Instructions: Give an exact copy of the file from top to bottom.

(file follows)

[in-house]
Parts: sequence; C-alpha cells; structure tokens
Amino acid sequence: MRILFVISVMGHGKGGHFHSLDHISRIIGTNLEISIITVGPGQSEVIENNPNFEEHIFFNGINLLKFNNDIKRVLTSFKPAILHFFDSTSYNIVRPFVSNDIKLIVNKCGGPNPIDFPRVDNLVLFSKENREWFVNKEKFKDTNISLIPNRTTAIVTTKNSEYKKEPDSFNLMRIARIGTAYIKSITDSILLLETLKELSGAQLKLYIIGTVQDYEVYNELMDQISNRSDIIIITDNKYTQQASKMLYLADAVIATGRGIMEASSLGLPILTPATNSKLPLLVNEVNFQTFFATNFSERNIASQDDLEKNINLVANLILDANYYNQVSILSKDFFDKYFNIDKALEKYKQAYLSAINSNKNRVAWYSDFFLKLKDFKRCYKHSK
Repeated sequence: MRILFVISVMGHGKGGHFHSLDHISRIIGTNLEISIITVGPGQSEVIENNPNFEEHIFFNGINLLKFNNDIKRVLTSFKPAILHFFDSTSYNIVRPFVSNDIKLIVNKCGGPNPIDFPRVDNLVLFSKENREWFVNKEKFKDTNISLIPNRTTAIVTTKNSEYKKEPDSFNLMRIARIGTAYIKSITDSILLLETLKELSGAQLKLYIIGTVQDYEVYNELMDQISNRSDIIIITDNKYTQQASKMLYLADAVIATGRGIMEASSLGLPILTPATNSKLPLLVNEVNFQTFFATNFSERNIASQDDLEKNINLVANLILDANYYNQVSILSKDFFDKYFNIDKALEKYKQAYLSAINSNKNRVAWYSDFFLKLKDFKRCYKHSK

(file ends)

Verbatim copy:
[in-house]
Parts: sequence; C-alpha cells; structure tokens
Amino acid sequence: MRILFVISVMGHGKGGHFHSLDHISRIIGTNLEISIITVGPGQSEVIENNPNFEEHIFFNGINLLKFNNDIKRVLTSFKPAILHFFDSTSYNIVRPFVSNDIKLIVNKCGGPNPIDFPRVDNLVLFSKENREWFVNKEKFKDTNISLIPNRTTAIVTTKNSEYKKEPDSFNLMRIARIGTAYIKSITDSILLLETLKELSGAQLKLYIIGTVQDYEVYNELMDQISNRSDIIIITDNKYTQQASKMLYLADAVIATGRGIMEASSLGLPILTPATNSKLPLLVNEVNFQTFFATNFSERNIASQDDLEKNINLVANLILDANYYNQVSILSKDFFDKYFNIDKALEKYKQAYLSAINSNKNRVAWYSDFFLKLKDFKRCYKHSK
Repeated sequence: MRILFVISVMGHGKGGHFHSLDHISRIIGTNLEISIITVGPGQSEVIENNPNFEEHIFFNGINLLKFNNDIKRVLTSFKPAILHFFDSTSYNIVRPFVSNDIKLIVNKCGGPNPIDFPRVDNLVLFSKENREWFVNKEKFKDTNISLIPNRTTAIVTTKNSEYKKEPDSFNLMRIARIGTAYIKSITDSILLLETLKELSGAQLKLYIIGTVQDYEVYNELMDQISNRSDIIIITDNKYTQQASKMLYLADAVIATGRGIMEASSLGLPILTPATNSKLPLLVNEVNFQTFFATNFSERNIASQDDLEKNINLVANLILDANYYNQVSILSKDFFDKYFNIDKALEKYKQAYLSAINSNKNRVAWYSDFFLKLKDFKRCYKHSK